A great day was had by all today, despite the miserable weather. Japan Day is a special day that our Japanese faculty put together to celebrate our host country and it’s customs and traditions. Everyone is asked to dress up in Japanese attire or red and white. I donned my yukata and ran around most of the day taking video and photos.The junior school had a great calligraphy performance and made a huge group artwork together. Then the rest of the day they had fun Japanese activities to do like kendama, ayatori, etc.
I remember writing a post about my new back to school present last year, outline the upgrades that we made as well as the new Macbook’s the school purchased for the kindergarten and junior school.
Well this year when I returned to work, not only did I have a new head of department, I also had a whole new set of computers in the main lab I teach middle school and my yearbook class! Look at the size of the screen, these are going to be incredible for the yearbook staff! I’m sure my staff from last year will be green with envy!
I just stumbled upon this video and was blown away!
I downloaded the app and had a play. It’s not perfect, but really gives us an insight of what is possible with augmented reality technology. The free version simply reverses the words on the screen, so you can see how it works. It costs AU$6 to make it support Spanish to English translation and another $6 to support English to Spanish. It seems to only work in portrait view, once you tip your phone sideways it struggles.
I’m looking forward to Japanese language support, once that is available I’m sure I will use it extensively!
An artists impersination of what Mr. Jeremic could look like at the end of Movember
Men sporting Movember moustaches, known as Mo Bros, become walking, talking billboards for the 30 days of November and through their actions and words raise awareness by prompting private and public conversation around the often ignored issue of men’s health.
Supported by the women in their lives, Mo Sistas, Movember Mo Bros raise funds by seeking out sponsorship for their Mo growing efforts. The rules are simple; register online at Movember.com and start the month of Movember clean shaven, before growing a Mo.
Money raised in Australia is shared equally between programs targeting prostate cancer and male depression. Funds are committed to our men’s health partners, the Prostate Cancer Foundation of Australia and beyondblue – the national depression initiative and the Movember Foundation. Together, the three channels work to ensure that Movember funds are supporting a broad range of innovative, world class programs in the fields of research, education, support, and awareness. “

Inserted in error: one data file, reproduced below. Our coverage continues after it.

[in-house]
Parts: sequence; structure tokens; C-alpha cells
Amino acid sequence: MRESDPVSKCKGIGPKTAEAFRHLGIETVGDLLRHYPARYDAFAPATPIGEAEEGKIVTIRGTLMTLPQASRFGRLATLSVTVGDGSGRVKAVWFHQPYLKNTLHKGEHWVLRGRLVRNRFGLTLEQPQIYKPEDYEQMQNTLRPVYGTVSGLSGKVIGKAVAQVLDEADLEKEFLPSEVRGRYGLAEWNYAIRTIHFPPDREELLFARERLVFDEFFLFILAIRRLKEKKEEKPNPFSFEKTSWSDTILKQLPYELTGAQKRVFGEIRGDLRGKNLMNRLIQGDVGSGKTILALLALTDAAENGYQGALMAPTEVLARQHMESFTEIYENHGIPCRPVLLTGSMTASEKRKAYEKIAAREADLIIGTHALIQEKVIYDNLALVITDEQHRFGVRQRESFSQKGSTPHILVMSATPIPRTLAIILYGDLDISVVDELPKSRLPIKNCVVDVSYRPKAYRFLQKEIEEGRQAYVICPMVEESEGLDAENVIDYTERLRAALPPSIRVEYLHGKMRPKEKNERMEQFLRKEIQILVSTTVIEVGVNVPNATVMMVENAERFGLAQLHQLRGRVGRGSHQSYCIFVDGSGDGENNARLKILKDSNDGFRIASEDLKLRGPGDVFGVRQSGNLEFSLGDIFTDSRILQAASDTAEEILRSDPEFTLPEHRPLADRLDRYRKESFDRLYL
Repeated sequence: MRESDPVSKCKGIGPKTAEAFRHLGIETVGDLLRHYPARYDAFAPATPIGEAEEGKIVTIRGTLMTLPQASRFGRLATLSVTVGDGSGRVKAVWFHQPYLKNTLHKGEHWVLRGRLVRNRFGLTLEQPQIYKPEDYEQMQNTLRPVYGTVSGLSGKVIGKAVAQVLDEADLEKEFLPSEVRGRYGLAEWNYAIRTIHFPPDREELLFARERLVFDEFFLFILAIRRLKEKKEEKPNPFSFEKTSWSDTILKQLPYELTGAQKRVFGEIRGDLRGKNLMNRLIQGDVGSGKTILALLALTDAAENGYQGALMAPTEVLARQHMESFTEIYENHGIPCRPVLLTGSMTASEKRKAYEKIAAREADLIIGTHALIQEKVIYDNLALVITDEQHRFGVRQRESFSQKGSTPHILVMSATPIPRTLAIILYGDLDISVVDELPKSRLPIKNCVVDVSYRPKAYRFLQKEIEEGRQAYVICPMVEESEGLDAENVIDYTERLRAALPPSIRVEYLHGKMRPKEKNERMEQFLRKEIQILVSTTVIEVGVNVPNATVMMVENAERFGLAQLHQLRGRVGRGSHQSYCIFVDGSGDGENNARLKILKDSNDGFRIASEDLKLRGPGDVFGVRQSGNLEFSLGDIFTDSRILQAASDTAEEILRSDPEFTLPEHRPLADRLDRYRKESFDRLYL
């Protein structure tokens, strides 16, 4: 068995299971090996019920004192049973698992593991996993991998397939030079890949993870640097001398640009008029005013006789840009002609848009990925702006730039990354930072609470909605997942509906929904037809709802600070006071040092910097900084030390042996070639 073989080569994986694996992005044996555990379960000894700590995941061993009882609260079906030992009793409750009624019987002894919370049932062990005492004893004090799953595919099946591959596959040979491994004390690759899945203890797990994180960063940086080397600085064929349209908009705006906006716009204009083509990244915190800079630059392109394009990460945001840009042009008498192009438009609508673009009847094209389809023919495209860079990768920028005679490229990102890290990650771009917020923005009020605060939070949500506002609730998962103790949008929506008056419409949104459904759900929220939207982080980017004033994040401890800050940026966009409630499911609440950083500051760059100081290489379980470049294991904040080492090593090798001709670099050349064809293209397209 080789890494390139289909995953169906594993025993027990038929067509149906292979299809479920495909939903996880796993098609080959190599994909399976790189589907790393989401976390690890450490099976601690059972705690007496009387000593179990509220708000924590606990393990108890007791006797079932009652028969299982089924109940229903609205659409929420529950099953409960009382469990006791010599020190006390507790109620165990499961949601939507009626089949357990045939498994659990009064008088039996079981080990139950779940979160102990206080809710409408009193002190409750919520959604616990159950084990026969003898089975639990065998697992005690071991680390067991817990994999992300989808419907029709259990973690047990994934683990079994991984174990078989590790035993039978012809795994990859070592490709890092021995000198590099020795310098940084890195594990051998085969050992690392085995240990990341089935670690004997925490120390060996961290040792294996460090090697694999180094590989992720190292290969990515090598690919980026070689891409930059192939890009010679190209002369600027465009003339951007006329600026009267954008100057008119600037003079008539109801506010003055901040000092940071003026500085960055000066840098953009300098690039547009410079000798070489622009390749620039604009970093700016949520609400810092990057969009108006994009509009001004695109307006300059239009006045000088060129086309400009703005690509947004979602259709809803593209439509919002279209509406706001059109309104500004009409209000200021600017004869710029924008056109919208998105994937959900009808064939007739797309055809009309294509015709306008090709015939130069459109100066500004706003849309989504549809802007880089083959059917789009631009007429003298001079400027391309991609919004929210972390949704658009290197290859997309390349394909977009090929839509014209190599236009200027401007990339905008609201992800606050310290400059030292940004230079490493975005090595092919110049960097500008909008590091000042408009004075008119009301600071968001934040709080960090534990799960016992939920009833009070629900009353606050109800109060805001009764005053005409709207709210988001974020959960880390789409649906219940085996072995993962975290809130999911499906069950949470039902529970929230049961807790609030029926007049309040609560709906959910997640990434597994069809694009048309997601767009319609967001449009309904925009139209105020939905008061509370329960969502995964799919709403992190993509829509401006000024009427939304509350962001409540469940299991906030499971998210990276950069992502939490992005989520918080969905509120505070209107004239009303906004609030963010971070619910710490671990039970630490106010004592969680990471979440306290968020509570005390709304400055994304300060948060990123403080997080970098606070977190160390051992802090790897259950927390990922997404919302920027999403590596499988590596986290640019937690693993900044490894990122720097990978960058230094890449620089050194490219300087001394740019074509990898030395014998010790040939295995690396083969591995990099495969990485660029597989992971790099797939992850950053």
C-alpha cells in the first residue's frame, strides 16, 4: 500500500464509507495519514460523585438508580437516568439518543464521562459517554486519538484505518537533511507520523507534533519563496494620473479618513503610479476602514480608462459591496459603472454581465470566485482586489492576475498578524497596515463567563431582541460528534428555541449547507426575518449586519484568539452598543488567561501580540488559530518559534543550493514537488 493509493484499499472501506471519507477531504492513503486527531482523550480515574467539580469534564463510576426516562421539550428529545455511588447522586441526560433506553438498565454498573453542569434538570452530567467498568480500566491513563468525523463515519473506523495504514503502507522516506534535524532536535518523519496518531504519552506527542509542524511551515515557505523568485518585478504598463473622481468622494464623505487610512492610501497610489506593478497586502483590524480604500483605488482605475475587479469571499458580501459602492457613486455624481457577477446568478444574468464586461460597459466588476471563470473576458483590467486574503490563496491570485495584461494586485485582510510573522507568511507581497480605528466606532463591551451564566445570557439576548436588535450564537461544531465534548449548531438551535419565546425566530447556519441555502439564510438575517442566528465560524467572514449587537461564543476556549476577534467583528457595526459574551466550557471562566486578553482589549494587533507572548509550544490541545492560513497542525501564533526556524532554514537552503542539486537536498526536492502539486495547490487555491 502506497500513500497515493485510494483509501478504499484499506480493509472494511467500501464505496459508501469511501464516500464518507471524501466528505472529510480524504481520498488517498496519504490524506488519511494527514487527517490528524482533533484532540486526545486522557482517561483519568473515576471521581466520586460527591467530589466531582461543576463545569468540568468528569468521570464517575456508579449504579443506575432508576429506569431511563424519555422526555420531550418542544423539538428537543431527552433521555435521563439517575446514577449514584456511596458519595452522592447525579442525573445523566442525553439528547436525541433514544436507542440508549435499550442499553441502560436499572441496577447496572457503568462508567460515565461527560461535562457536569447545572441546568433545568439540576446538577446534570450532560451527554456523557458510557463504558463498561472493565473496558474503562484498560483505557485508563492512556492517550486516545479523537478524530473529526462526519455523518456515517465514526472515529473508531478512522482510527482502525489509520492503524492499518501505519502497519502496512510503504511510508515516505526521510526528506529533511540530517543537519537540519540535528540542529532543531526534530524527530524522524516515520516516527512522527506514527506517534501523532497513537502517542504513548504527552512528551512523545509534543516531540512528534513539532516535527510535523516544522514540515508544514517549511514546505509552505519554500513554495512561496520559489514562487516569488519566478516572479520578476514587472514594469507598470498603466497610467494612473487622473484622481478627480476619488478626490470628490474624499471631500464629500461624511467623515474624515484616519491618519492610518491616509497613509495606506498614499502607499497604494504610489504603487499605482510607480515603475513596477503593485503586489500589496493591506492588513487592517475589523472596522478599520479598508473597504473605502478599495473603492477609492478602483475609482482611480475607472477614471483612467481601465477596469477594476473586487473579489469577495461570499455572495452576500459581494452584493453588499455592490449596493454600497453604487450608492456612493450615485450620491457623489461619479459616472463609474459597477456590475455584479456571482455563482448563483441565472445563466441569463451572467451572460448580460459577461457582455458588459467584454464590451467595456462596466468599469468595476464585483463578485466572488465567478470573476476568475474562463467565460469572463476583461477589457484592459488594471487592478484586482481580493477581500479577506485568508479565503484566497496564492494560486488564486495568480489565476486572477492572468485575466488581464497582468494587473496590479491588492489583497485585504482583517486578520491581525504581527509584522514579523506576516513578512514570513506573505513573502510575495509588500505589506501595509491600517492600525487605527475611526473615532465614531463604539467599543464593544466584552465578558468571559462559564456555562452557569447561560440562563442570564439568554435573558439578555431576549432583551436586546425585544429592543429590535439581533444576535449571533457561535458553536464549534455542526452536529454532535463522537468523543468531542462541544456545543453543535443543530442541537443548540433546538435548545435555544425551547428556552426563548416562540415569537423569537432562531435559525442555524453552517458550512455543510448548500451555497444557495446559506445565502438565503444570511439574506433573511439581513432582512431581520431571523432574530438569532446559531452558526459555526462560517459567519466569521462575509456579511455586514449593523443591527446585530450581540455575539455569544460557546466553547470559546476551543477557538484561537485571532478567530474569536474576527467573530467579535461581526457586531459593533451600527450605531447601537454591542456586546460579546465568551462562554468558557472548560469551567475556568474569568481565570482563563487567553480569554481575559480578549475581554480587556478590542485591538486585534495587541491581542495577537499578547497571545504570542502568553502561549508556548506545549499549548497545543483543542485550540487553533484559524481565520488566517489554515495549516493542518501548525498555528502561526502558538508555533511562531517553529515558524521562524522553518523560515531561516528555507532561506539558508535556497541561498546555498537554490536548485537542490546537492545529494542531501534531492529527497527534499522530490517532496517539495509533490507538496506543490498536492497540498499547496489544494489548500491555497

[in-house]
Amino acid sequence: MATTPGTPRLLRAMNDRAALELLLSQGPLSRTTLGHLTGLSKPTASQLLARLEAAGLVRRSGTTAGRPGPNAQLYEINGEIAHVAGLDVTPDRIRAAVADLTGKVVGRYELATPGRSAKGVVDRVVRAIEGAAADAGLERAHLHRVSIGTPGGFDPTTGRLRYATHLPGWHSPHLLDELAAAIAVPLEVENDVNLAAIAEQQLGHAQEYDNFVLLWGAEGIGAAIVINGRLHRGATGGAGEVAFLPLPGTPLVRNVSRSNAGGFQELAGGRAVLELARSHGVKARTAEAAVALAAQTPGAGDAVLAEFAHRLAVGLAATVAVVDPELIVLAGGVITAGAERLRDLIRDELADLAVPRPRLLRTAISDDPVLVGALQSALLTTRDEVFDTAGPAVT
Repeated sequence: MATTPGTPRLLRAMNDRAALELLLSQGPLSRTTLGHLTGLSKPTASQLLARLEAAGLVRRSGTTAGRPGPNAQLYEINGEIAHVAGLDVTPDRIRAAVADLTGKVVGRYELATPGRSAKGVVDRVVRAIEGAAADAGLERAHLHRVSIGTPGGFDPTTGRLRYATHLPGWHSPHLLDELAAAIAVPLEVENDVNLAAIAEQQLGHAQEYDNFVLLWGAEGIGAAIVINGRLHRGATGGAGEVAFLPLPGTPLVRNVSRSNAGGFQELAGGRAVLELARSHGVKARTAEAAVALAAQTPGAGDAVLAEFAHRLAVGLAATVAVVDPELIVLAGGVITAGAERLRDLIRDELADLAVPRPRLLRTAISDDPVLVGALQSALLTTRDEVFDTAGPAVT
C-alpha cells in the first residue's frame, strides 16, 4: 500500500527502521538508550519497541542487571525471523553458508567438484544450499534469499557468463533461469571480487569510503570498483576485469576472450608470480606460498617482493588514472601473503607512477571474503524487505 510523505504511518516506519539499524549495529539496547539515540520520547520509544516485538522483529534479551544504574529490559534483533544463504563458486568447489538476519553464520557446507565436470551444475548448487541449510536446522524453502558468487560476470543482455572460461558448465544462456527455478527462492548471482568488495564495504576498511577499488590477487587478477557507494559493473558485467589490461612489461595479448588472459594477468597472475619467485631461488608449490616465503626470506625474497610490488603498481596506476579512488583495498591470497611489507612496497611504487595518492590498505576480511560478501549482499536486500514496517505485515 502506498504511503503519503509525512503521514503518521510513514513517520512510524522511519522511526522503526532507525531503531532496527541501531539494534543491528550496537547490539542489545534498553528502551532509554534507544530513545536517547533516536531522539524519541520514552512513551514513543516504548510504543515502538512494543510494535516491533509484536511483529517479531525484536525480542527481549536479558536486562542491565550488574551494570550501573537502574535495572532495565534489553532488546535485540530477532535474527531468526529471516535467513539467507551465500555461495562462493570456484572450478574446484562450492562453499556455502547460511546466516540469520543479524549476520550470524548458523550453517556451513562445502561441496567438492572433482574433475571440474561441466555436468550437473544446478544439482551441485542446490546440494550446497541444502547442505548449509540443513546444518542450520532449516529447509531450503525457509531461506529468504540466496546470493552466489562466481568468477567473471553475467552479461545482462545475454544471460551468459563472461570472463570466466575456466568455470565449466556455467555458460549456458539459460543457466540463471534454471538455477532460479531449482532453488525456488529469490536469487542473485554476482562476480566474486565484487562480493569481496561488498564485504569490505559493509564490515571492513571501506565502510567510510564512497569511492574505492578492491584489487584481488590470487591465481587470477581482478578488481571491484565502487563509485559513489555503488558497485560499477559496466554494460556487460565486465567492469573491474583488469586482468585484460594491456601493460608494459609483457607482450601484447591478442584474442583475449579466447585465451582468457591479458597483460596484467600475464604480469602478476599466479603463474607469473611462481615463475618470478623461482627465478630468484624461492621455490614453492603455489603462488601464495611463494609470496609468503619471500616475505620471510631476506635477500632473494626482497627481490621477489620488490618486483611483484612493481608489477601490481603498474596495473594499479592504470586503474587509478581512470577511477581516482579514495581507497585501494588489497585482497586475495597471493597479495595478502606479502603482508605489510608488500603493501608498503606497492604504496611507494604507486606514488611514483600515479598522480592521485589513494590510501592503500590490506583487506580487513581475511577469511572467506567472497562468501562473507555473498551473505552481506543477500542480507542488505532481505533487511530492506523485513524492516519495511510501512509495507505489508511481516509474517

A lot of male teachers and staff at ISSH are growing their own mustache to promote and raise money for men’s health issues, including myself! I’ll keep a weekly photos update so you can see my progress. Also, parents, staff and students can vote for best mo by buying a ¥100 ticket and placing it under the most deserving staff member on the chart outside the MP room.
To show their support, in ICT classes this week, K5 and Grade 1 all added their own mustaches to their own photos. They look hilarious! Check them out:
Grade 2 is working on a comic that will be release soon. Stay tuned.
I posed the question to K5, Grade 1 and Grade 2, “Why do you think the men of ISSH are growing moustaches?” The answers were hilarious, this is what some of them had to say:
On Friday night, a group of mothers from the Family Festival committee begged me to help them make a Japanese poster for Family Festival. They stuck around and helped with the Japanese and this is what I came up with. I hope you can all make it down for my favourite day on the school calendar!
On Wednesday, Thursday and Friday of last week I was away from school, but I was not sick, I was on my first Grade 5 camp! Last year unfortunately camp was canceled due to a typhoon threat, but this year we packed up and away we went on three days of action packed adventure.
We visited Showa Kinen Park in Tachikawa, which was the highlight for me. The amount of fun things to do and play on there was great! Slides, jumping castles, nets, a ‘mist park’, beautiful fields of flowers, wide open areas and amazingly maintained gardens.
Next up we stopped off at the eerie Komakado Kaza-ana Cave where I managed to frighten a few unsuspecting students!
After the cave we arrived at the YMCA in Tozanzo, a beautiful and peaceful place surrounded by mountains. We unpacked, ate dinner then headed outside to the fire. Myself and Mrs. Griffiths worked toilessly but were not able to get the fire started before the students arrive. When they did arrive, we recruited them to help up build the fire from kindling all the way up to big logs. With the students help, we were able to have a raging fire, which we told camp stories over, sang songs and toasted marshmallows on. It was a great night and the firs time a lot of the girls had been out in the ‘wild’.
The next day we awoke from our cabin, weary from the day before to see Mt Fuji imposing on us from behind our cabins. It was truly a sight to be seen, so we all lined up for a group photo in front of it. We then went on a small walk to Gotemba Heiwa Koen Peace Park which was beautiful as we could still see Fuji in the distance.
For the rest of the day, we did activities back at the camp site. The children got to make their own whistle with a nut that was common from around that area. They did a scavenger hunt and I was in change of some fun physical games.
The next day we awoke and left early for Nihon Minka-en where we got to walk around a traditional Japanese town and do some indigo dying.
All in all, the trip was fantastic fun and I can’t wait for next year!